3) Versatile – This shirt is good for year-round wear. It was cool and relaxed in summer with shorts and over my bikini on holiday. It’s perfect for travel because it packs down so small. I also wore it open over T’s and vest tops like a kimono jacket.
Since the weather cooled off, I’ve been layering it under sweaters and wearing it with my jeans.
Overall, this has been one of my favourite 2014 makes. I highly recommend it!
Pattern Summary: Made size 8; used silk crepe de chine; made no changes to pattern; did fabric covered buttons; did French seams throughout including sleeves and a narrow hem; PDF download pattern available from ralphpink-patterns.com.
In other news:
Here’s a sneak peak of another of my favourite makes this year. I’ll reveal all in my next post.
And I finally made it to the hairdressers! I’m giving mid-length hair a tryout for a change.
I’m kicking off my new ‘Sustainable Textiles’ blog series with shocking breaking news from Europe.
Recent testing by the Greenpeace Detox campaign of children’s and teen’s clothing and footwear from German, Austrian and Swiss supermarkets and other retailers, revealed numerous products containing dangerous levels of toxic chemicals, potentially harmful to our children’s health.
Among the worst offending products were plastic items such as these boots above that I bought for my daughters from Aldi. I can’t tell you how disappointed, sickened and just plain upset this makes me.
I’m careful when I buy for my children and often go out of my way to get organic products, but with two children to clothe and a limited budget, price is a major factor.
The word on the street in southern Germany is that Aldi products are good quality and good value for money and many textile products they sell carry the ‘confidence in textiles’ label (I’ll be covering textile labels in my next post). It’s easy to get lulled into a false sense of security. When my kids needed rain boots for Kindergarten, I was seduced by Aldi’s bargain prices and snaffled up a pair each for my girls. To then find out, these boots may be harming my children’s health is alarming.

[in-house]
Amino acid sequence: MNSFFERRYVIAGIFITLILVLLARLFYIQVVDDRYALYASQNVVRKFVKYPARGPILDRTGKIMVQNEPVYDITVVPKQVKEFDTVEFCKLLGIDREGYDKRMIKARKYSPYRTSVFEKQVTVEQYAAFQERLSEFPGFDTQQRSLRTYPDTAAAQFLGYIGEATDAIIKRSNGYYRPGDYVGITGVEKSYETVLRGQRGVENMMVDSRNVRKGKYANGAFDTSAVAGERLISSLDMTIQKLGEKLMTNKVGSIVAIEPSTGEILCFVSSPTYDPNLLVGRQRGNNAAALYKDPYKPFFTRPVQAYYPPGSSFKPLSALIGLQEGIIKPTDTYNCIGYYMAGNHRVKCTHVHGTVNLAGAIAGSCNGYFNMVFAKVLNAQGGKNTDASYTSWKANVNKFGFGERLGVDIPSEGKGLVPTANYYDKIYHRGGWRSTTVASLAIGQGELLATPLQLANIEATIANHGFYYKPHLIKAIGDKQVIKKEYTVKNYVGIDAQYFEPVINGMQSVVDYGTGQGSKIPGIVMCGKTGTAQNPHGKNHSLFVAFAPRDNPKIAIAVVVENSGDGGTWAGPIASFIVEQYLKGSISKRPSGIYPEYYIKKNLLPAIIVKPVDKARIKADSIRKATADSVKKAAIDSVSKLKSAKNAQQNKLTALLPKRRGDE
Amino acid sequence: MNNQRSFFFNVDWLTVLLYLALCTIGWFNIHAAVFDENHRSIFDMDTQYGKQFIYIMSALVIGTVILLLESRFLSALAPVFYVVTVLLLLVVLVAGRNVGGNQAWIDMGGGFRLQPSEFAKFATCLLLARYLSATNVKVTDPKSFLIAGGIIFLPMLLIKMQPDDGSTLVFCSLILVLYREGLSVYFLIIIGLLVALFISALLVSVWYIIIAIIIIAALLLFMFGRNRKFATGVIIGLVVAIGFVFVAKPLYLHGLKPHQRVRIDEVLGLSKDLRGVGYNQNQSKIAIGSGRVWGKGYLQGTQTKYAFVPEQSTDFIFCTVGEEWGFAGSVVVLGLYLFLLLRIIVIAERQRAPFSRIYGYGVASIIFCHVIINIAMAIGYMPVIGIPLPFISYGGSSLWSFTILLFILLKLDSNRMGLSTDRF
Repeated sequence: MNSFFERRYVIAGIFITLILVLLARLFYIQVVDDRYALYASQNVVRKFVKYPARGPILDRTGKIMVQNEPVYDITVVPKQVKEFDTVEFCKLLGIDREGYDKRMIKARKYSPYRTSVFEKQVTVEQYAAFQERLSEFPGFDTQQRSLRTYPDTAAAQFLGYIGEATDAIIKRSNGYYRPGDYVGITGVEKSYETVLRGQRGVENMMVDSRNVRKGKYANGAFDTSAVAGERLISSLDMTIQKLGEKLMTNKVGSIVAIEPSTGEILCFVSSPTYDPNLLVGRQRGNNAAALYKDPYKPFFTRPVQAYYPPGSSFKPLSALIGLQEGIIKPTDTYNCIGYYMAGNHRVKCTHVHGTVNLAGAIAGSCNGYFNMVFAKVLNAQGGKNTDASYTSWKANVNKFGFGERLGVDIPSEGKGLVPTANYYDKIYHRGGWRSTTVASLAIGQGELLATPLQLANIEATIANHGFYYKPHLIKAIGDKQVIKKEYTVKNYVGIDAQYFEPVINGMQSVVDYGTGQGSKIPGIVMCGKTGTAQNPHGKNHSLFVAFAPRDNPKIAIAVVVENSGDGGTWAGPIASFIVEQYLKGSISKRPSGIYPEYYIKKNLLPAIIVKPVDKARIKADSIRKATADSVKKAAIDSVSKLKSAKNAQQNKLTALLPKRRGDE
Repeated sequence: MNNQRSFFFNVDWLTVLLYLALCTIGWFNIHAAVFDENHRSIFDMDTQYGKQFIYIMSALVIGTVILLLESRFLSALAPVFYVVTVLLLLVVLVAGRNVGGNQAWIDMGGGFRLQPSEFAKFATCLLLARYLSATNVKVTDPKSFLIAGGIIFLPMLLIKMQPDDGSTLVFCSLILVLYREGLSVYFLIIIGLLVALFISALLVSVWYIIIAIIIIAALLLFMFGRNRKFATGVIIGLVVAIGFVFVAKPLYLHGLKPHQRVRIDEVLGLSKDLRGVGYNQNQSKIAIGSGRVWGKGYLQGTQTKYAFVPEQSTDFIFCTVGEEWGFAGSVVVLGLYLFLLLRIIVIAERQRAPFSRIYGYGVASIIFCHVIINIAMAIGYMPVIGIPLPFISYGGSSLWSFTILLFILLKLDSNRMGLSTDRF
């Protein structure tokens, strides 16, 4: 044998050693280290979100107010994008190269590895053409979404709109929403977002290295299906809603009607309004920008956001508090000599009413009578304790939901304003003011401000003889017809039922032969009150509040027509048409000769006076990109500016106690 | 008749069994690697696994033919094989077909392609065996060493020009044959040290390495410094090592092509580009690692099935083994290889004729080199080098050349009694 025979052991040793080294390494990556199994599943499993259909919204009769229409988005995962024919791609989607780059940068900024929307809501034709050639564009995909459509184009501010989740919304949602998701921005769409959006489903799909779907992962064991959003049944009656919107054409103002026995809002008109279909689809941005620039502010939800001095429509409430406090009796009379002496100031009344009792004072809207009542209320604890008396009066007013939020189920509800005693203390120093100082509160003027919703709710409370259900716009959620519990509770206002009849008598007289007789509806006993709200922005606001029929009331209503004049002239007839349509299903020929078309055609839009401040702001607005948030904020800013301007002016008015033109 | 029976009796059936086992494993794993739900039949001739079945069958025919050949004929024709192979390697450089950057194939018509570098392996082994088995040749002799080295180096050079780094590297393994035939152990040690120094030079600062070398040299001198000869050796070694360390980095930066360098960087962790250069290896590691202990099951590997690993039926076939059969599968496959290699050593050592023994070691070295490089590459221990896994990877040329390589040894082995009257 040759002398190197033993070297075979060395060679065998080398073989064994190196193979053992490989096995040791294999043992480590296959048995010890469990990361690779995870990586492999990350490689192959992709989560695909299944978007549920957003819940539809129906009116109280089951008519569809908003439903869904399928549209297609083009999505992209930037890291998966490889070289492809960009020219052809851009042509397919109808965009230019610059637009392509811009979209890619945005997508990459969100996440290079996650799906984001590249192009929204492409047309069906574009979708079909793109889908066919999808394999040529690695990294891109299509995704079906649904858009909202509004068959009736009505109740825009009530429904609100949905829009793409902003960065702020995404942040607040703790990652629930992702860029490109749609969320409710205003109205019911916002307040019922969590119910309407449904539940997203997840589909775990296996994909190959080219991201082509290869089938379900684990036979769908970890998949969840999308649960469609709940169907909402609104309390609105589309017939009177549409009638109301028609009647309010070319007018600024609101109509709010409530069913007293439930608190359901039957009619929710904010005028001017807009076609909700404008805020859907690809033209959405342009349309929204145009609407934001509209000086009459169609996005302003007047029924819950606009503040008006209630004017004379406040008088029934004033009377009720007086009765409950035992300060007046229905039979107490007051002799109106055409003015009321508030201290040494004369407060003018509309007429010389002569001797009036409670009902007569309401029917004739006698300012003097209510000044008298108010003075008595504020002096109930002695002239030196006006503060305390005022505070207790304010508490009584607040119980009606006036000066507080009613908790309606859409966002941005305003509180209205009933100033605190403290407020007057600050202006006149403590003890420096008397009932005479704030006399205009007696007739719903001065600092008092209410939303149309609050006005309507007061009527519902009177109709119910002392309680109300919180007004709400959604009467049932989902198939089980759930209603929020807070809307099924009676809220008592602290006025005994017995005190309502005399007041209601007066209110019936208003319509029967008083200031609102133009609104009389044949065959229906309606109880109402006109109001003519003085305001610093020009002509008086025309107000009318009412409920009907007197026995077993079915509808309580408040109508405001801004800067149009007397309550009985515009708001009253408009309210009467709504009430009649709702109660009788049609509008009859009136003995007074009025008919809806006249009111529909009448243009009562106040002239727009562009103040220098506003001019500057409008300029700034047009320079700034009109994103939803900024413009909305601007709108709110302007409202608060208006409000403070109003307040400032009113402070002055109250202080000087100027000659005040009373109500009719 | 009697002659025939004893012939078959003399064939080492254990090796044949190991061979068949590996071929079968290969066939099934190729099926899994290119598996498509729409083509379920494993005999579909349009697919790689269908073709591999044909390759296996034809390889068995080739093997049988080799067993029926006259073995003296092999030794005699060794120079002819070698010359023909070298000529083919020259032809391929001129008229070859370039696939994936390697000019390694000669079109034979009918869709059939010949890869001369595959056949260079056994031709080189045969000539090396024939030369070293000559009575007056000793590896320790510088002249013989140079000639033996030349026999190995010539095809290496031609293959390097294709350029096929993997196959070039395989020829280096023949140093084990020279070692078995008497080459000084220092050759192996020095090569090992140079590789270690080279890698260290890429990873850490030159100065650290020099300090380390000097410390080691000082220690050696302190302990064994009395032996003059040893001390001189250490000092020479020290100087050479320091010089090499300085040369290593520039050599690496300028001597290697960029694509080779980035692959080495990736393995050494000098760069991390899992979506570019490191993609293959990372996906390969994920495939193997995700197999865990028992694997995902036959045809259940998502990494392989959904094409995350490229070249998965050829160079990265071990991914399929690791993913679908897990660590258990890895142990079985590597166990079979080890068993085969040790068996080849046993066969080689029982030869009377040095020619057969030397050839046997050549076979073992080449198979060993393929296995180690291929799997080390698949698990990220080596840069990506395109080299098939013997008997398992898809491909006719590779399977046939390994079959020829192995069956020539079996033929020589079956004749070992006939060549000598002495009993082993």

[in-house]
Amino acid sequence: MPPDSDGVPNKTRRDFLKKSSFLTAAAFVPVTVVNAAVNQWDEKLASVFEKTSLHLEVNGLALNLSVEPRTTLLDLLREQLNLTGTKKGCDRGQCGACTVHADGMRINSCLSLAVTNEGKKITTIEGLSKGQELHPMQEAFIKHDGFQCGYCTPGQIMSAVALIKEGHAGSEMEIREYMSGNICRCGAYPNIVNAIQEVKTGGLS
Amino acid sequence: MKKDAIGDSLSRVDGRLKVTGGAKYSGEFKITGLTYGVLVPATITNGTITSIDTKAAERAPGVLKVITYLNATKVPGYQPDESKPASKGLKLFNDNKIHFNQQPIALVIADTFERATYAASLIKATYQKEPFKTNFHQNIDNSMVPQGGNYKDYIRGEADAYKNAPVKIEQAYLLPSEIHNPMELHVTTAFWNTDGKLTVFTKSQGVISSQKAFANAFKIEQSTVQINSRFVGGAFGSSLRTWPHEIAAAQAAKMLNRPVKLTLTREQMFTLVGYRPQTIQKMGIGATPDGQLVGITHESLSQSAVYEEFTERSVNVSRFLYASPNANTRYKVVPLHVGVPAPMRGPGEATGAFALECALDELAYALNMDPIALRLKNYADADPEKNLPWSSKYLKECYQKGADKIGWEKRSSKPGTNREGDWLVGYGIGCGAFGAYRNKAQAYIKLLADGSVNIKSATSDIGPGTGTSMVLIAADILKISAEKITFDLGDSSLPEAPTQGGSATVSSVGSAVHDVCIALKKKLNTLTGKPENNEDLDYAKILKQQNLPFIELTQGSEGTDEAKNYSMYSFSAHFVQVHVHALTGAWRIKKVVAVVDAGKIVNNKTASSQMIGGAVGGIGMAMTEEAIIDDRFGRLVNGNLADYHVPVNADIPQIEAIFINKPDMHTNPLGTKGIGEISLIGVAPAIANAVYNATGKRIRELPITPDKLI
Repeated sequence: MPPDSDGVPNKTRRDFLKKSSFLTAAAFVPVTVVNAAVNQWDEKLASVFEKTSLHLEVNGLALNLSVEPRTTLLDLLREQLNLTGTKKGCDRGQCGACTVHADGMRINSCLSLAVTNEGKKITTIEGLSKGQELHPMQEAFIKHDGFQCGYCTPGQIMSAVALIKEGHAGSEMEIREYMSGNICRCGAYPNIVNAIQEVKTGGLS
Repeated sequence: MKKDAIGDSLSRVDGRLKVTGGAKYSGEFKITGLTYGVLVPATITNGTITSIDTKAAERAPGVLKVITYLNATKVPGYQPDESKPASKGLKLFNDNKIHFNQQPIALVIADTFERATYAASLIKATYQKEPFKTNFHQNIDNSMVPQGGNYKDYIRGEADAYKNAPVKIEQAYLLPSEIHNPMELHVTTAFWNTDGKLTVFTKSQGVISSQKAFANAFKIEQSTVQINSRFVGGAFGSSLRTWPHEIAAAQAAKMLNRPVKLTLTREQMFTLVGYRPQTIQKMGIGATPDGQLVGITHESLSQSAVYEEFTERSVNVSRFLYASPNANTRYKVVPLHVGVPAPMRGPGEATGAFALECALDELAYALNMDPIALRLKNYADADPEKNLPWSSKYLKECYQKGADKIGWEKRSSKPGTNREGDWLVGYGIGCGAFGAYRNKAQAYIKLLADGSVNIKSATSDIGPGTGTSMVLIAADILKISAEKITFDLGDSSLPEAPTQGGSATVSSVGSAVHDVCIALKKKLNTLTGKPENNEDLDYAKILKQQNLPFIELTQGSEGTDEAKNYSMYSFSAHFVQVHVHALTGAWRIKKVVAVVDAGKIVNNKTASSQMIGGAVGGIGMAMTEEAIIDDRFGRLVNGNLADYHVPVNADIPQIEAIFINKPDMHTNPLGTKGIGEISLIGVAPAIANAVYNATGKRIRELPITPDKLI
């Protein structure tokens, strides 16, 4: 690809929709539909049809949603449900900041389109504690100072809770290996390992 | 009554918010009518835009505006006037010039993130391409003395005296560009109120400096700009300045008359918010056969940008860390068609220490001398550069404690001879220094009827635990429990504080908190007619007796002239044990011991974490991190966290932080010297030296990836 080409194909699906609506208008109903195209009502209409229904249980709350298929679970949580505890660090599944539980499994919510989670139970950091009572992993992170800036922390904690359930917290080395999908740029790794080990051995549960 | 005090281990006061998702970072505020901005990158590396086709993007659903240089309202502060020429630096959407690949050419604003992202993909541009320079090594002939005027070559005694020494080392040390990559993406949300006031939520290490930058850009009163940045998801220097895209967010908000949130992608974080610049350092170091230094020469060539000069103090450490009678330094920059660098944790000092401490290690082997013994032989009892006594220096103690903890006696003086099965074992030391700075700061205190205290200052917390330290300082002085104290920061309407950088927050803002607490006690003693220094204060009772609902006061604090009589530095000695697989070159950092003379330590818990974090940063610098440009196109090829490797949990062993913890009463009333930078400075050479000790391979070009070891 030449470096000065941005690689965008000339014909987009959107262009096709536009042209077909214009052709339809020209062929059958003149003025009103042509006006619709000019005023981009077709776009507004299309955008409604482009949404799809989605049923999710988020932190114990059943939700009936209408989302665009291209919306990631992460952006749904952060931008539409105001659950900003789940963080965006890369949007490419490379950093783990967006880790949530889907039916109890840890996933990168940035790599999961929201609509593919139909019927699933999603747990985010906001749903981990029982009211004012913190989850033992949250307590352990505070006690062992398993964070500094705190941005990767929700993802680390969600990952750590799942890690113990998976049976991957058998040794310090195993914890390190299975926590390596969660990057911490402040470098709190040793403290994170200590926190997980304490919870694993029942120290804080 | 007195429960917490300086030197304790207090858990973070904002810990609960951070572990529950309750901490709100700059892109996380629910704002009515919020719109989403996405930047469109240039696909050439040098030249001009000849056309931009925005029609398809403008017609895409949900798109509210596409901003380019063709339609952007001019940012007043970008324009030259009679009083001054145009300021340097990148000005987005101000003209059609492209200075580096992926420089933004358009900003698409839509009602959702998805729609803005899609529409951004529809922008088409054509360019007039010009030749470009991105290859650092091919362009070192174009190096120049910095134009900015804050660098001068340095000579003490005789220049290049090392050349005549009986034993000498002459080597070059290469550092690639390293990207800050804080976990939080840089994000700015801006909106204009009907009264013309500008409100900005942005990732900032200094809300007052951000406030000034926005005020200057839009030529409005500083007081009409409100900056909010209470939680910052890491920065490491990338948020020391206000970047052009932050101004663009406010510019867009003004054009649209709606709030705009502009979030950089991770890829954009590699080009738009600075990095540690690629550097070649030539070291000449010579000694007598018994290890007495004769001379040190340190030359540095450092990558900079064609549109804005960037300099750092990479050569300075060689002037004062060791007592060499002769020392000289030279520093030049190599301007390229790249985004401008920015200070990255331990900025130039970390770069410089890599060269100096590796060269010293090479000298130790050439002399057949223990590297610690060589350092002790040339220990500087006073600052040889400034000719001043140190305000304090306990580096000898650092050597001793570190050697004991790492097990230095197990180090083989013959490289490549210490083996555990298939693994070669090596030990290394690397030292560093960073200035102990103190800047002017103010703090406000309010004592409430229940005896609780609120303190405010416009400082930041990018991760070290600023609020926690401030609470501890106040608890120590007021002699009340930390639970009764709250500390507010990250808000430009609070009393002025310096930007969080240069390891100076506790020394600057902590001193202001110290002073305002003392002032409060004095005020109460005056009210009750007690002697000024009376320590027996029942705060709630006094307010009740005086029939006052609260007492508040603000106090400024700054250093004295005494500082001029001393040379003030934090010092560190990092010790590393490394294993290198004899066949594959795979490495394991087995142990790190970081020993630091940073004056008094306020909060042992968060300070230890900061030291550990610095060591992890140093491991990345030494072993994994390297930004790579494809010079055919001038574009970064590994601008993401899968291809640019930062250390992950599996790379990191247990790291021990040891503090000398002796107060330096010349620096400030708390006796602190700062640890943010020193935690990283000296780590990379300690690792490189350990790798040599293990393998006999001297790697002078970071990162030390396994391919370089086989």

Is it too much to ask that kid’s products are produced free from harmful chemicals regardless of how much they cost? Should cheap clothing carry health warning labels like cigarettes? ‘Warning: Wearing these plastic clogs may make you or the people who made them infertile’ for instance! You could almost laugh at that if there wasn’t a sad element of truth to it!
Don’t be fooled by price though, you don’t necessarily get what you pay for when it comes to nasty chemicals in your textiles. Greenpeace has shown that not only discount retailers are selling toxic products, luxury high-end branded textile goods have also been outed in their ongoing fashion Detox campaign.
Fortunately, a leader has emerged in Germany from this summer’s Greenpeace investigation. Tchibo has stepped forward in a landmark move, to lead the discount retail sector in detoxification of its products and set a new standard for the big retail stores.
‘The company is taking responsibility for the entire life-cycle of its products, working to minimise its environmental impact from the materials to the factory floor, from the products themselves to what happens to them after they are thrown away.’ (Greenpeace.org)
Let’s hope more companies follow suit! I don’t want to think I stretched my body out of all proportion and pushed for seven hours without pain relief TWICE, to have the enjoyment and health of future generations of my genes derailed by irresponsible clothing manufacturers out to make a quick buck! We all deserve better than that, don’t we?